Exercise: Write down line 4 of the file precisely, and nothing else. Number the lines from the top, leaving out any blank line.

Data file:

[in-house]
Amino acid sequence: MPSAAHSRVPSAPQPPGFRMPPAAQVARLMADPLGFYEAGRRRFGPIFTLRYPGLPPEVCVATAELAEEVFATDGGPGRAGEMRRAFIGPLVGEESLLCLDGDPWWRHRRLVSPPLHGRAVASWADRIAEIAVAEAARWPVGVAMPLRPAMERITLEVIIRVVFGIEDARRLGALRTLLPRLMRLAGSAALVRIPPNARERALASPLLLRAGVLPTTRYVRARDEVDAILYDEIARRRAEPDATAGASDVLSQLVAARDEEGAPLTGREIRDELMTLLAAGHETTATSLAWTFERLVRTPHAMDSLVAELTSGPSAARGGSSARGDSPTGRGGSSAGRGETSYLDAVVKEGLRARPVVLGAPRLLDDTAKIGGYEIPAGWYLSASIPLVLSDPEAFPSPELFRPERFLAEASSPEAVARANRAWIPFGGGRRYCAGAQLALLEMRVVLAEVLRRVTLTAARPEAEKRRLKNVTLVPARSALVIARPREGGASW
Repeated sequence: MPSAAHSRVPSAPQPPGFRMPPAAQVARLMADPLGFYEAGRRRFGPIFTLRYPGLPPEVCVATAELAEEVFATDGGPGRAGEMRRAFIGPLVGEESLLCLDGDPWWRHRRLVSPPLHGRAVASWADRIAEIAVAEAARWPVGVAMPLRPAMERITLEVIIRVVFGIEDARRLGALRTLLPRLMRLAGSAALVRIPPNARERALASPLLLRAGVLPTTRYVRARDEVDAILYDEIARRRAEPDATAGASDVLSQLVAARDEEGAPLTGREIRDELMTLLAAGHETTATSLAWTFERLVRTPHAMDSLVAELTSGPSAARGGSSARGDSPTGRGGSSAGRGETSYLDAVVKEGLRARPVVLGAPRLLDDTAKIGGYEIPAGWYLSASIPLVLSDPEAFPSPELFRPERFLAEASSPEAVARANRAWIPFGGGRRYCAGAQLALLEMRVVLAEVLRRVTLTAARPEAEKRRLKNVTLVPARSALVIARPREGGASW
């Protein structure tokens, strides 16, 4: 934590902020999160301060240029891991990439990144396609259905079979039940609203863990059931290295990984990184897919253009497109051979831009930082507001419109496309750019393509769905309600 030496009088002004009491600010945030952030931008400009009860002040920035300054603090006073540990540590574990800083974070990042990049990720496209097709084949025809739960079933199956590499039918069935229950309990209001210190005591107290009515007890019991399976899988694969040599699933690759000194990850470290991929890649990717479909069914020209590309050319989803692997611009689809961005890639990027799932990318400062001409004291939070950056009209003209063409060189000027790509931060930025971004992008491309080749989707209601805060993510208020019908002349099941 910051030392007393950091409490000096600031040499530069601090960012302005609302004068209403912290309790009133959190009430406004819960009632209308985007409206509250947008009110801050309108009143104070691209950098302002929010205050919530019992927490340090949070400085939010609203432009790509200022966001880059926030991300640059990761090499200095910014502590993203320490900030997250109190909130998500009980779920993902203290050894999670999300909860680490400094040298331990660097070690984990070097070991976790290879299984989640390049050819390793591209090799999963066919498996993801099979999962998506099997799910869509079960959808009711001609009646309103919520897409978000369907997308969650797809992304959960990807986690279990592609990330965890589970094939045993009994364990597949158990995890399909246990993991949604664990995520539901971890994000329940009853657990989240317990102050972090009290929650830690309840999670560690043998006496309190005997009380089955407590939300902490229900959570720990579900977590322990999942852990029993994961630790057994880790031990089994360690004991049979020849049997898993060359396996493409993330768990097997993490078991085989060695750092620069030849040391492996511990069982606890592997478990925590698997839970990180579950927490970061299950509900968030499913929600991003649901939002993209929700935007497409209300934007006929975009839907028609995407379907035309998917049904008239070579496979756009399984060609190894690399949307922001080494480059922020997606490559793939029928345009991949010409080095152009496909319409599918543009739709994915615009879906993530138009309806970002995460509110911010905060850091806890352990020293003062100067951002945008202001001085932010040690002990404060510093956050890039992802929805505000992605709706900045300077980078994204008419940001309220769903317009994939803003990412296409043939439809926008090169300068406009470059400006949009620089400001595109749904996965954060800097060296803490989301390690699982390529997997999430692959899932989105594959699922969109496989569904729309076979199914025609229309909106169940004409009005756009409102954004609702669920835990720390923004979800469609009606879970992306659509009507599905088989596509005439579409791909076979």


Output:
């Protein structure tokens, strides 16, 4: 934590902020999160301060240029891991990439990144396609259905079979039940609203863990059931290295990984990184897919253009497109051979831009930082507001419109496309750019393509769905309600 030496009088002004009491600010945030952030931008400009009860002040920035300054603090006073540990540590574990800083974070990042990049990720496209097709084949025809739960079933199956590499039918069935229950309990209001210190005591107290009515007890019991399976899988694969040599699933690759000194990850470290991929890649990717479909069914020209590309050319989803692997611009689809961005890639990027799932990318400062001409004291939070950056009209003209063409060189000027790509931060930025971004992008491309080749989707209601805060993510208020019908002349099941 910051030392007393950091409490000096600031040499530069601090960012302005609302004068209403912290309790009133959190009430406004819960009632209308985007409206509250947008009110801050309108009143104070691209950098302002929010205050919530019992927490340090949070400085939010609203432009790509200022966001880059926030991300640059990761090499200095910014502590993203320490900030997250109190909130998500009980779920993902203290050894999670999300909860680490400094040298331990660097070690984990070097070991976790290879299984989640390049050819390793591209090799999963066919498996993801099979999962998506099997799910869509079960959808009711001609009646309103919520897409978000369907997308969650797809992304959960990807986690279990592609990330965890589970094939045993009994364990597949158990995890399909246990993991949604664990995520539901971890994000329940009853657990989240317990102050972090009290929650830690309840999670560690043998006496309190005997009380089955407590939300902490229900959570720990579900977590322990999942852990029993994961630790057994880790031990089994360690004991049979020849049997898993060359396996493409993330768990097997993490078991085989060695750092620069030849040391492996511990069982606890592997478990925590698997839970990180579950927490970061299950509900968030499913929600991003649901939002993209929700935007497409209300934007006929975009839907028609995407379907035309998917049904008239070579496979756009399984060609190894690399949307922001080494480059922020997606490559793939029928345009991949010409080095152009496909319409599918543009739709994915615009879906993530138009309806970002995460509110911010905060850091806890352990020293003062100067951002945008202001001085932010040690002990404060510093956050890039992802929805505000992605709706900045300077980078994204008419940001309220769903317009994939803003990412296409043939439809926008090169300068406009470059400006949009620089400001595109749904996965954060800097060296803490989301390690699982390529997997999430692959899932989105594959699922969109496989569904729309076979199914025609229309909106169940004409009005756009409102954004609702669920835990720390923004979800469609009606879970992306659509009507599905088989596509005439579409791909076979």